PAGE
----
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Lecture3 the connective adiose tissues

Lecture3 the connective adiose tissues






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    Lecture3 the connective adiose tissues Lecture3 the connective adiose tissues Presentation Transcript

    • CONNECTIVE TISSUE FAMILY Connective tissue Adipose tissue
    • CONNECTIVE TISSUES  The general characteristic – the same structure for all type of connective tissues (cells and extracellular matrix), the same origin – mesenchyme  Unlike epithelial cells, connective tissue cells are widely seperated by components of extracellular matrix. Epithelial tissue Closely aggregated polyhedral cells and very little extracellular matrix Epithelia are derived from all germinal layers. Cells of connective tissue + extracellular matrix [EM]  Connective tissue proper  Adipose tissue  Cartilage  Bone  Blood and bone marrow
    • Structurally, connective tissue is composed of three elements:  Cells  Fibers −collagen fibers, elastic fibers, reticular fibers  Ground substance Fibers + ground substance = extracellular matrix Cells of connective tissues (CTs)  Connective tissue − fibroblasts, fibrocytes  Adipose tissue – adipoblasts, adipocytes  Cartilage – chondroblasts, chondrocytes  Bone – osteoblasts, osteocytes  Blood – formed elements (erytrocytes, leukocytes) produced in the bone marrow – hematopoietic stem cells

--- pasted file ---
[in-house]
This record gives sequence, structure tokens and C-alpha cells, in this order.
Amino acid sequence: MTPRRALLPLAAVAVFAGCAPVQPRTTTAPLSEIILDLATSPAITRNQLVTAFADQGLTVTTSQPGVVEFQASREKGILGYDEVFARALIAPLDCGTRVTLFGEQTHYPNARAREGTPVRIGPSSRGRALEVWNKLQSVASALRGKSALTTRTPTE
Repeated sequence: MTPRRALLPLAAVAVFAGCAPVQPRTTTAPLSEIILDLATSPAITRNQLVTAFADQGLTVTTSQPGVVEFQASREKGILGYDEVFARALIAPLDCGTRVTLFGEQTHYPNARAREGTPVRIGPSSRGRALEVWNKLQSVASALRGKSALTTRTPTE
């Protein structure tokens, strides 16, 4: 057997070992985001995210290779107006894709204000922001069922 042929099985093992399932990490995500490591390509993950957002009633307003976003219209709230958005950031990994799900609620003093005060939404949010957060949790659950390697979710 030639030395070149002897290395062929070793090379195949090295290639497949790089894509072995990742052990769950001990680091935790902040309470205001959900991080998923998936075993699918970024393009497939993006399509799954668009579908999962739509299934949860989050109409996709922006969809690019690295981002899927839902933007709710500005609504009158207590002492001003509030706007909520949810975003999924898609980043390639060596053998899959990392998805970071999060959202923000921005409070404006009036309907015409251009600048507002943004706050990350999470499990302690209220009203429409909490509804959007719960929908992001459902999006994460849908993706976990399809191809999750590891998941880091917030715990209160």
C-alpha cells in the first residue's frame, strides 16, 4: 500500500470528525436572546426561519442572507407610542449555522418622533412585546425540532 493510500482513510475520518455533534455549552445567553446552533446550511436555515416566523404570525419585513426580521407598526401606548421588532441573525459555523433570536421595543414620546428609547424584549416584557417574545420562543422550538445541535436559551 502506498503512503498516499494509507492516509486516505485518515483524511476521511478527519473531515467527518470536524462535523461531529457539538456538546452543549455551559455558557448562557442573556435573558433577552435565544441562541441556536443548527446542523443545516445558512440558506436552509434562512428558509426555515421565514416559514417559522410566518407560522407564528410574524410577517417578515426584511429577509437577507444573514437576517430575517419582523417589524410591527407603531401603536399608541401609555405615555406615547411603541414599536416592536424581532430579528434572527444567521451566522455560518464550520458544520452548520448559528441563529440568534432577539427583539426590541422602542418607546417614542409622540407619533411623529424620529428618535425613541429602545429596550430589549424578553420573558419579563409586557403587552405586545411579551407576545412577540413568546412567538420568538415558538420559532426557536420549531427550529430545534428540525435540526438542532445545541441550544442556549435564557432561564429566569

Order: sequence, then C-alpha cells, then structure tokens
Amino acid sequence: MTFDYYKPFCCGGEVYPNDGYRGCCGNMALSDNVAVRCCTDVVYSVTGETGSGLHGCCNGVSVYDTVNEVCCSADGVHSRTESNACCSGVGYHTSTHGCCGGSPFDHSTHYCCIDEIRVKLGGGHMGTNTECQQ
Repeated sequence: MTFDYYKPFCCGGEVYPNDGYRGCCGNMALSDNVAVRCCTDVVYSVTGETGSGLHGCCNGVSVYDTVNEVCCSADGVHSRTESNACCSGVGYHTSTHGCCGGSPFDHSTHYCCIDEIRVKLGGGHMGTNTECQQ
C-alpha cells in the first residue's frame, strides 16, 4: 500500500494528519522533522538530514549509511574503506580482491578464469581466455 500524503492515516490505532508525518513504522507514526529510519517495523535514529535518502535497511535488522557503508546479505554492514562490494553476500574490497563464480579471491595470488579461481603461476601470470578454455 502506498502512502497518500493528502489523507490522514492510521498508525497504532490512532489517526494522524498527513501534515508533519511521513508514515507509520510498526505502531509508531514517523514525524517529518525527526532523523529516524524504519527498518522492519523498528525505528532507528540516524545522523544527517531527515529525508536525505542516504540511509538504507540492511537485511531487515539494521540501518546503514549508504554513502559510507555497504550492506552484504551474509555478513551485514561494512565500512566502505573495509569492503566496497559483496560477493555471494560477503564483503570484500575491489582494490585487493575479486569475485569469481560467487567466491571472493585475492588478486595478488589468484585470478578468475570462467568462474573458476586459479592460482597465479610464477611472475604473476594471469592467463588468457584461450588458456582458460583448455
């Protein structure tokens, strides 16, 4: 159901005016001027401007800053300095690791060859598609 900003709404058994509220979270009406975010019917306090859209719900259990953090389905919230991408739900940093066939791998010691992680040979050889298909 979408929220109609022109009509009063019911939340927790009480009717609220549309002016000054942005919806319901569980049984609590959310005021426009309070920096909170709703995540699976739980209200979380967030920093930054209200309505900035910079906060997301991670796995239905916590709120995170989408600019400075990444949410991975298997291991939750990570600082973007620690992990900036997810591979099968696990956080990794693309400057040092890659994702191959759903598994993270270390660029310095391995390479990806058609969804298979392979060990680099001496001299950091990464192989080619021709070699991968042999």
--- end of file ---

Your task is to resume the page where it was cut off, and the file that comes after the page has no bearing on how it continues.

• The connective tissue cell lineage derived from multipotential embryonic mesenchyme cells In the bone marrow
    • Connective tissue (CT) Cells A variety of cells with different functions are present in CT  The cells spend all their live in the tissue  Fibroblasts – originate locally from undifferentiated mesenchymal cells  Fibrocytes – quiescent fibroblasts  The cells which reside in the tissue  Mast cells (from hematopoietic stem cells - HSC)  Macrophages (HSC) – monocytes → macrophages  Plasma cells (HSC) – B lymphocytes → plasma cells  Leukocytes (HSC) – live in the tissue for a few days and die  Melanocytes – originate from neuroectoderm (neural crest)